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What is in Camera Review of Evidence

Leadership team

The DA’s Office in Charlotte, seeking transparency in issues involving disclosure of exculpatory Brady vs Maryland evidence, has a formal, written policy setting forth the materials covered, the methodology of review, and the release of evidence in criminal charges.

The following materials have been edited for ease of reviewing online. Please contact the Criminal Defense Lawyers Charlotte NC at Powers Law Firm PA if you would like a copy of the official policy.

Discovery of materials pursuant to a Motion for Discovery are also subject to the NC criminal laws, specifically N.C.G.S. 15A-901. There is no traditional, common law right to discovery in North Carolina.

While the General Statutes have been amended to reflect what might best be described as Open File Discovery for matters in Superior Court, there remains no traditional right to Discovery in district court criminal charges in NC.

The constitutional precepts addressed in Brady and Giglio mandate voluntary disclosure of exculpatory evidence even in the event discovery is not required.

In Camera Review / Protective Orders:

The District Attorney’s Office may submit a memorandum approved by the Brady / Giglio Committee detailing potential Brady / Giglio evidence to a judge for in camera review to determine whether disclosure to the defense is required. (U.S. v. Agurs, supra, 427 U.S. at p. 106; U.S. v. Dupuy (9th Cir. 1985) 760 F2d 1492, 1502.)

Please note that we are turning over a memo, not the file. The file does not belong to this office and is not discoverable as it was not part of “the investigation of the crimes committed” as described in N.C.G.S. §15A-903).

The option of submitting the Brady material for in camera review should be considered in all cases, in consultation with the Brady / Giglio Committee. In cases where the memorialized conduct would only be Brady / Giglio material under a narrow fact pattern, the ADA should consider requesting a protective order, limiting or prohibiting the disclosure of the material in other cases.

If a memorandum approved by the Brady / Giglio Committee detailing material regarding the credibility of a law enforcement employee is disclosed to the defendant pursuant to this policy, the assigned ADA shall provide the Committee with a copy of the material ordered by the judge to be disclosed.

The Committee chair shall then include this material in the administrative file maintained for that law enforcement employee, unless the court has made a limiting order regarding disclosure of the material. In addition, a copy of the material ordered disclosed would also become part of the case file for the particular case in which disclosure was ordered.

There will be times when the court or counsel are not satisfied with the memo we provide. In those cases the defendant may demand the officer’s I/A file to ensure we have complied with Brady / Giglio. The District Attorney’s Office is not in possession of those files, nor are those files part of the investigative file.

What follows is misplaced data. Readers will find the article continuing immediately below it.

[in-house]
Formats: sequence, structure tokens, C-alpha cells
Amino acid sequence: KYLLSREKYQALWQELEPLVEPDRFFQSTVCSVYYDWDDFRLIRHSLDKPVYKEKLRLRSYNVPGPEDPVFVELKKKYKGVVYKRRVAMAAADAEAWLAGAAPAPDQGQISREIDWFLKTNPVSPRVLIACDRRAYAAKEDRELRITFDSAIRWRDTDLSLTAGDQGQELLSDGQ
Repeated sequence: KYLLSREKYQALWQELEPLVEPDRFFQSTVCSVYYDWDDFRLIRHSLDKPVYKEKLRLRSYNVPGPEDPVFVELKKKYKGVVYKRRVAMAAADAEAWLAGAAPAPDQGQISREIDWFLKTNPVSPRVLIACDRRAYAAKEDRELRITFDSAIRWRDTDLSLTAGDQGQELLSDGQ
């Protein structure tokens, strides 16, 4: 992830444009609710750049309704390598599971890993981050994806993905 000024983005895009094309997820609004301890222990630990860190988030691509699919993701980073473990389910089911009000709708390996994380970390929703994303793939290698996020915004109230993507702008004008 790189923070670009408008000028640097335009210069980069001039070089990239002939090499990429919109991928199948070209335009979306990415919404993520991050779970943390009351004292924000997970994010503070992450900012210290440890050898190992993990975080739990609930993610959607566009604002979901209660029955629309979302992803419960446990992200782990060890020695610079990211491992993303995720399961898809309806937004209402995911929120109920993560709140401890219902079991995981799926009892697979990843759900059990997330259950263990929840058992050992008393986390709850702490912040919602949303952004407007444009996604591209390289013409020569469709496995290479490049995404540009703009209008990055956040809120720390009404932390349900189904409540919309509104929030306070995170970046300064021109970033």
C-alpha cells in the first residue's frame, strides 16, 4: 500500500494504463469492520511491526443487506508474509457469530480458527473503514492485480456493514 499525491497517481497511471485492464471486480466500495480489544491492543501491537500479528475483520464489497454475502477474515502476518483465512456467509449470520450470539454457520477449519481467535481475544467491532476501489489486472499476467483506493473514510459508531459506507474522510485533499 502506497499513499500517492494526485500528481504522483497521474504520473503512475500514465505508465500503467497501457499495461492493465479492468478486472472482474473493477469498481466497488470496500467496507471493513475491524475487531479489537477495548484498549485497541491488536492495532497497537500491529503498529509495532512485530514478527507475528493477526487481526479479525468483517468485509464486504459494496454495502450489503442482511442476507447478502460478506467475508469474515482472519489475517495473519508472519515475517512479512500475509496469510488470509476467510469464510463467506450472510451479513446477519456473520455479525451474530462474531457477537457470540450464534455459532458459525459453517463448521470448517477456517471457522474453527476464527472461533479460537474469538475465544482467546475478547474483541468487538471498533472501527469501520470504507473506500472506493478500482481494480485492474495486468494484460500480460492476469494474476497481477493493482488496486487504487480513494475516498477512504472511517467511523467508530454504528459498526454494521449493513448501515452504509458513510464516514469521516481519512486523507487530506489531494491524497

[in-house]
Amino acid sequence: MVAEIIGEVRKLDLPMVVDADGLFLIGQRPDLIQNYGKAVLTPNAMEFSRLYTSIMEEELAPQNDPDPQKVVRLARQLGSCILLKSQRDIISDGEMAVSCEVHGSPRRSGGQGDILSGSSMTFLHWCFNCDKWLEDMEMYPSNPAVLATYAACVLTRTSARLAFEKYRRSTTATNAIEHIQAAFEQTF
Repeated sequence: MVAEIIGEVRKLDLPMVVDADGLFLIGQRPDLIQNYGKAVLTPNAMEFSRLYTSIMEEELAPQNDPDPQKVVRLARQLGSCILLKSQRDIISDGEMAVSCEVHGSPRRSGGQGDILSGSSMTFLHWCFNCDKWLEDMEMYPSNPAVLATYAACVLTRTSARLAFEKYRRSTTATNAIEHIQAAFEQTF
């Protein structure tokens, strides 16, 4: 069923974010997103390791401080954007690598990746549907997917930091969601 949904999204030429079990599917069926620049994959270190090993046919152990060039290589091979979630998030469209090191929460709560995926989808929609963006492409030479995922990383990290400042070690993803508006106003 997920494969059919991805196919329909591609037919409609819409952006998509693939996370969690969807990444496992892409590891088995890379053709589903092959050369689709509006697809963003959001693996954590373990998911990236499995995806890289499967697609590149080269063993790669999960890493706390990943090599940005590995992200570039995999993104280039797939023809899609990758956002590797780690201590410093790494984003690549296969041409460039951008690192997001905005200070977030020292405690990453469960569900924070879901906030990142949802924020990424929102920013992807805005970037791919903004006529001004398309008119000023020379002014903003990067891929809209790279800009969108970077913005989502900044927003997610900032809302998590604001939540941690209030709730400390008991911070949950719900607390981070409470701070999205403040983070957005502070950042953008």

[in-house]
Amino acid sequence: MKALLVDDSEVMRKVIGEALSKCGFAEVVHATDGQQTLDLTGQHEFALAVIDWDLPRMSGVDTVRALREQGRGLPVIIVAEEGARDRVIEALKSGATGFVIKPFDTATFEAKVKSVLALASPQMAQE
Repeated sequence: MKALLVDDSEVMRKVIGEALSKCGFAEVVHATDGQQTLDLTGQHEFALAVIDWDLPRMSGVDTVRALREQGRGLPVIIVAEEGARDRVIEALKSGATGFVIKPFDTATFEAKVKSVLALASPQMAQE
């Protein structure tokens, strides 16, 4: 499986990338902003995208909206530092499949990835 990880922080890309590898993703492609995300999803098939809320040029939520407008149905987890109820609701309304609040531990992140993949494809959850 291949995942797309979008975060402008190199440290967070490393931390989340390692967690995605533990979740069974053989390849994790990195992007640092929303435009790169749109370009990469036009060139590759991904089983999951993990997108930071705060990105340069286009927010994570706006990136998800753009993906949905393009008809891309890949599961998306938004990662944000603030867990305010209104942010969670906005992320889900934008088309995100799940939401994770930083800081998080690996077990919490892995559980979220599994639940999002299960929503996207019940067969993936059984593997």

Therefore, the correct course of action would be for defense counsel to file a motion with the Court requesting access to those files. The police agency in possession of the files should be notified by the defense and a hearing scheduled.

The ADA will likely need to inform the Court and counsel that a subpoena is legally insufficient and the moving party must have a legally sufficient basis. “[A]t a minimum, an ex parte petition submitted pursuant to section 160A-168(c)(4) should be accompanied by sworn affidavit(s) or similar evidence, including specific factual allegations detailing reasons justifying disclosure.

The petition should further state the statutory grounds which allow disclosure.” In the Matter of Brooks, 548 S.E. 2d 748, 755 (2001).

Timing of Disclosure Discovery

Information subject to disclosure under the Brady / Giglio policy shall be disclosed prior to trial. It is not contemplated within this policy that impeachment material must be turned over prior to a guilty plea. The rights created under Brady / Giglio are “fair trial” rights.

“Brady requires a prosecutor to disclose exculpatory evidence for purposes of ensuring a fair trial, a concern that is absent when a defendant waives trial and pleads guilty." U.S. v. Zacarias Moussaoui, 591 F.3d 263, 285, 2010 U.S. App. LEXIS 43 (2010).

The United States Supreme Court addressed this issue, holding “We must decide whether the Constitution requires that preguilty plea disclosure of impeachment information. We conclude that it does not.” United States v. Ruiz, 536 U.S. 622, 629 (2002).

Therefore, information subject to disclosure under this policy shall be given to the defendant after the Pre- Trial Readiness Conference but before trial. ADAs should make every effort to disclose the information sufficiently in advance of trial to avoid unfair prejudice to the defendant.

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